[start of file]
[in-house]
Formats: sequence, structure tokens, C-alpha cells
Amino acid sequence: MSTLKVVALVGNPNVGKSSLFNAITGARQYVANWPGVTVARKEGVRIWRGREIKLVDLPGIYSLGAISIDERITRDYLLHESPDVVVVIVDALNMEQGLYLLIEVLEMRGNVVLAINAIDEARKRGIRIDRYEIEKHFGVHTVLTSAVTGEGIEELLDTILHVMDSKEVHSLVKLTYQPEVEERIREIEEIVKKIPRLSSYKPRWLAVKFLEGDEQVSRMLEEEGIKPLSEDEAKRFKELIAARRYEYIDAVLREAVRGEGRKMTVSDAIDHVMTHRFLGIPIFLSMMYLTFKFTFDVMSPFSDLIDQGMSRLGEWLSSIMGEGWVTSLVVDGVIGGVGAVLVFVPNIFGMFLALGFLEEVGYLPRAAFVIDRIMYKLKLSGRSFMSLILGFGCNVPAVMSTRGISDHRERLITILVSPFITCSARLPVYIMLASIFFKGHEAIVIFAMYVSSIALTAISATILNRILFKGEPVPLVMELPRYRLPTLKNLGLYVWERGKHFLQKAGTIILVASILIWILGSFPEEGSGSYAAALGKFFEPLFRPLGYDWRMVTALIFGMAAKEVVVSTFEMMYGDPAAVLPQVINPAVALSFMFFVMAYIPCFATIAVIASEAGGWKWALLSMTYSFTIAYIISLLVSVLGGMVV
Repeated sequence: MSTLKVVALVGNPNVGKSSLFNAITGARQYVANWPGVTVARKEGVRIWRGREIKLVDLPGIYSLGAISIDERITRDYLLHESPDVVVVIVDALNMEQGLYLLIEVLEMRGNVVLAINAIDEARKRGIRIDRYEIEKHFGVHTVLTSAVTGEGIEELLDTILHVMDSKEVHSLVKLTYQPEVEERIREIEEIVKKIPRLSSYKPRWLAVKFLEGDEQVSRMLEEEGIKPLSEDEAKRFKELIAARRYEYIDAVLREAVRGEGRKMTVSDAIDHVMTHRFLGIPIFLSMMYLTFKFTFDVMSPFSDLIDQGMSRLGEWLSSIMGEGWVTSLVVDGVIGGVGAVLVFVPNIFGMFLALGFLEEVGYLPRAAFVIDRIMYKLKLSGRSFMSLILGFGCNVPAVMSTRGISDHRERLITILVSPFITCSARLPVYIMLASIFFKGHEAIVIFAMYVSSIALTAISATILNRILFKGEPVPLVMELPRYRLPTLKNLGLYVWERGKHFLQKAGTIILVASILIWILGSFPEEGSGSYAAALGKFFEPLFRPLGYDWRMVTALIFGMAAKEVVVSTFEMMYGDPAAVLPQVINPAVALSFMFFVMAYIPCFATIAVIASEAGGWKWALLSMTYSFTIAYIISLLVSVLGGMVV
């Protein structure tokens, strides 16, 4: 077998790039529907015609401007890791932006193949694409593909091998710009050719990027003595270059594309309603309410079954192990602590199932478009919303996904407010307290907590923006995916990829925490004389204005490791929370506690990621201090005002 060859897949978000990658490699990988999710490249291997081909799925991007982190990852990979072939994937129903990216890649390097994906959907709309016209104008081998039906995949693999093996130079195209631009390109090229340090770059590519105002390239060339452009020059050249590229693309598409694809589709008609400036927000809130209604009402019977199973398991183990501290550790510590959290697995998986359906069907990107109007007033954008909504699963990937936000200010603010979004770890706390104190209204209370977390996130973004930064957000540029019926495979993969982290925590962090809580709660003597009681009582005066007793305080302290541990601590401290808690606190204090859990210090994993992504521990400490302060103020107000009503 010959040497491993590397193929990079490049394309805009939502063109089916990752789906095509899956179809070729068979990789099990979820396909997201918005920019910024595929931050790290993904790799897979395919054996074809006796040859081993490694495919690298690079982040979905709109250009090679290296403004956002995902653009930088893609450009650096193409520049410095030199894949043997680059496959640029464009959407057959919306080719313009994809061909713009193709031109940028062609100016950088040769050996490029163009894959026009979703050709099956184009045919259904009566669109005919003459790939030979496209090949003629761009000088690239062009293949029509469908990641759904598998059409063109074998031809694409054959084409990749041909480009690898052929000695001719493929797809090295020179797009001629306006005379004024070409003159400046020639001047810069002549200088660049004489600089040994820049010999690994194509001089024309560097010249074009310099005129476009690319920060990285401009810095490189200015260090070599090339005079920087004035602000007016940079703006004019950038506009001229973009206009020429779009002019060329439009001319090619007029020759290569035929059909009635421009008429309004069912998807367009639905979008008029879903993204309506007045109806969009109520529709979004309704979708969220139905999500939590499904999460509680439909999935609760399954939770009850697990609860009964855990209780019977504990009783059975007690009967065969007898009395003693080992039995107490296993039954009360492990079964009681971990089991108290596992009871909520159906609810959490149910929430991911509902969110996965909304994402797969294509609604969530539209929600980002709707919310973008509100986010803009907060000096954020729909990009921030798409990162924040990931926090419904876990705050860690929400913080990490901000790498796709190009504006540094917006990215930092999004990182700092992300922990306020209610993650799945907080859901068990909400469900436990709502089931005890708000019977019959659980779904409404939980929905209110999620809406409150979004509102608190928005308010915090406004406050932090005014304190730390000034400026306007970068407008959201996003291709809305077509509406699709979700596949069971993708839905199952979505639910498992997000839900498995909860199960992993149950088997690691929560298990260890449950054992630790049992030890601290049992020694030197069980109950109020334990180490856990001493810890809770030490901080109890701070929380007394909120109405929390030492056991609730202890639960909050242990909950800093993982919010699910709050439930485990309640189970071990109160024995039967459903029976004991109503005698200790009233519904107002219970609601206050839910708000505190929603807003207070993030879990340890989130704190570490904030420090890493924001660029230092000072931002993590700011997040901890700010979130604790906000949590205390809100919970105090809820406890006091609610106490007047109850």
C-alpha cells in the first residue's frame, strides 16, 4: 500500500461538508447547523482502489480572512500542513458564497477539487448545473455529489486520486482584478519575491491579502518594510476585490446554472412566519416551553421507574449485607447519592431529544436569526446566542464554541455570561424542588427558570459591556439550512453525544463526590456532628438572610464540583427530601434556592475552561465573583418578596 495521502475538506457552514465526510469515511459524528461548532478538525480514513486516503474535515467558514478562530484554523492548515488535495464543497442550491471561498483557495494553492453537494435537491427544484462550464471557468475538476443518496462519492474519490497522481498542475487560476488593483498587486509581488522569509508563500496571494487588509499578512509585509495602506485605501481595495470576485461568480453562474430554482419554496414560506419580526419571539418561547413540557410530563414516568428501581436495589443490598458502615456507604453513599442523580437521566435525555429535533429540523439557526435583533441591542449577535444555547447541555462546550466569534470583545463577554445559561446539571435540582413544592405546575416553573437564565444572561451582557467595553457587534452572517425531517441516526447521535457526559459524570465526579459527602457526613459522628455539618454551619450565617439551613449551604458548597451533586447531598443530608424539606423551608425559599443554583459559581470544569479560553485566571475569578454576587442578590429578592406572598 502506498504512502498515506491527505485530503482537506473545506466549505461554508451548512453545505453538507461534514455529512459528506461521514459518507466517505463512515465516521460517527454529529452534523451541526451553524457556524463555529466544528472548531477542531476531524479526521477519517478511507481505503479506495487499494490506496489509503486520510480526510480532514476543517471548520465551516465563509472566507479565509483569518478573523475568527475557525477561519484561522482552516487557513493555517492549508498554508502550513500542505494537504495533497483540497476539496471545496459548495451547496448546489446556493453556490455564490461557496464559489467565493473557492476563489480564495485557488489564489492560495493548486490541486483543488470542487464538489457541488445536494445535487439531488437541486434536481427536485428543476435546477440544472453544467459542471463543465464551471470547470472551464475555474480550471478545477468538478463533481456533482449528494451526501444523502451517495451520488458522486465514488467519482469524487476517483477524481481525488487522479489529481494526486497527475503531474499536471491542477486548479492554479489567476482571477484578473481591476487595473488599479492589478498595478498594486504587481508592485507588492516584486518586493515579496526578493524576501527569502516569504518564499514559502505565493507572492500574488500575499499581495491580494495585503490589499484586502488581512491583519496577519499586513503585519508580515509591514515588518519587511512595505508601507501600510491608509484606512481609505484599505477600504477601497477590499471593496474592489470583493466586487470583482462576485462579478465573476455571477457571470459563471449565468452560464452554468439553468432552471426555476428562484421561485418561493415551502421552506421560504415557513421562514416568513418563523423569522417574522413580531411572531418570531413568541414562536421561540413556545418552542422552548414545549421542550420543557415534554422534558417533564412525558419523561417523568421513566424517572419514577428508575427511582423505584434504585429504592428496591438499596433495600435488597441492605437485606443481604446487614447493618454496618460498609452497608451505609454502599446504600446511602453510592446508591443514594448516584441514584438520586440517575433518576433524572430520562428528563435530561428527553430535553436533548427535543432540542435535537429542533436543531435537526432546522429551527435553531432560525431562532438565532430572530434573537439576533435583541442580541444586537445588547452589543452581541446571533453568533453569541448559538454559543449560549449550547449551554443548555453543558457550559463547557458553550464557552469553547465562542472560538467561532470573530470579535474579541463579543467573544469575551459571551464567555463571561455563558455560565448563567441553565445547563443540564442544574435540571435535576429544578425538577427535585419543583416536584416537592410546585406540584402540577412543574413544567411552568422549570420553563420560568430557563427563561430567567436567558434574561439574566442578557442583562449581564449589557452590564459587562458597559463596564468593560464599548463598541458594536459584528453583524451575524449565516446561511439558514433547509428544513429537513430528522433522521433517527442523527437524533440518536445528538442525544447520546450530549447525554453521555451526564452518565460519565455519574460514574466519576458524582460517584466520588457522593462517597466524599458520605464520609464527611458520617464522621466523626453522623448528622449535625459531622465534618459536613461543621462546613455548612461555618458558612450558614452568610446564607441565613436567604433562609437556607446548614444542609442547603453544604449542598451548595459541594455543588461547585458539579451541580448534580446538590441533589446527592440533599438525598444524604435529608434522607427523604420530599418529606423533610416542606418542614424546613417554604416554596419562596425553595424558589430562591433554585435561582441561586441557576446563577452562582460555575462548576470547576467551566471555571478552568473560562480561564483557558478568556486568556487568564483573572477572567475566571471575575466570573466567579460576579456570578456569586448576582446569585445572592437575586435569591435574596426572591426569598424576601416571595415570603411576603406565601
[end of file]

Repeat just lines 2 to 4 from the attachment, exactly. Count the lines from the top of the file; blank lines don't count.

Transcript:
Formats: sequence, structure tokens, C-alpha cells
Amino acid sequence: MSTLKVVALVGNPNVGKSSLFNAITGARQYVANWPGVTVARKEGVRIWRGREIKLVDLPGIYSLGAISIDERITRDYLLHESPDVVVVIVDALNMEQGLYLLIEVLEMRGNVVLAINAIDEARKRGIRIDRYEIEKHFGVHTVLTSAVTGEGIEELLDTILHVMDSKEVHSLVKLTYQPEVEERIREIEEIVKKIPRLSSYKPRWLAVKFLEGDEQVSRMLEEEGIKPLSEDEAKRFKELIAARRYEYIDAVLREAVRGEGRKMTVSDAIDHVMTHRFLGIPIFLSMMYLTFKFTFDVMSPFSDLIDQGMSRLGEWLSSIMGEGWVTSLVVDGVIGGVGAVLVFVPNIFGMFLALGFLEEVGYLPRAAFVIDRIMYKLKLSGRSFMSLILGFGCNVPAVMSTRGISDHRERLITILVSPFITCSARLPVYIMLASIFFKGHEAIVIFAMYVSSIALTAISATILNRILFKGEPVPLVMELPRYRLPTLKNLGLYVWERGKHFLQKAGTIILVASILIWILGSFPEEGSGSYAAALGKFFEPLFRPLGYDWRMVTALIFGMAAKEVVVSTFEMMYGDPAAVLPQVINPAVALSFMFFVMAYIPCFATIAVIASEAGGWKWALLSMTYSFTIAYIISLLVSVLGGMVV
Repeated sequence: MSTLKVVALVGNPNVGKSSLFNAITGARQYVANWPGVTVARKEGVRIWRGREIKLVDLPGIYSLGAISIDERITRDYLLHESPDVVVVIVDALNMEQGLYLLIEVLEMRGNVVLAINAIDEARKRGIRIDRYEIEKHFGVHTVLTSAVTGEGIEELLDTILHVMDSKEVHSLVKLTYQPEVEERIREIEEIVKKIPRLSSYKPRWLAVKFLEGDEQVSRMLEEEGIKPLSEDEAKRFKELIAARRYEYIDAVLREAVRGEGRKMTVSDAIDHVMTHRFLGIPIFLSMMYLTFKFTFDVMSPFSDLIDQGMSRLGEWLSSIMGEGWVTSLVVDGVIGGVGAVLVFVPNIFGMFLALGFLEEVGYLPRAAFVIDRIMYKLKLSGRSFMSLILGFGCNVPAVMSTRGISDHRERLITILVSPFITCSARLPVYIMLASIFFKGHEAIVIFAMYVSSIALTAISATILNRILFKGEPVPLVMELPRYRLPTLKNLGLYVWERGKHFLQKAGTIILVASILIWILGSFPEEGSGSYAAALGKFFEPLFRPLGYDWRMVTALIFGMAAKEVVVSTFEMMYGDPAAVLPQVINPAVALSFMFFVMAYIPCFATIAVIASEAGGWKWALLSMTYSFTIAYIISLLVSVLGGMVV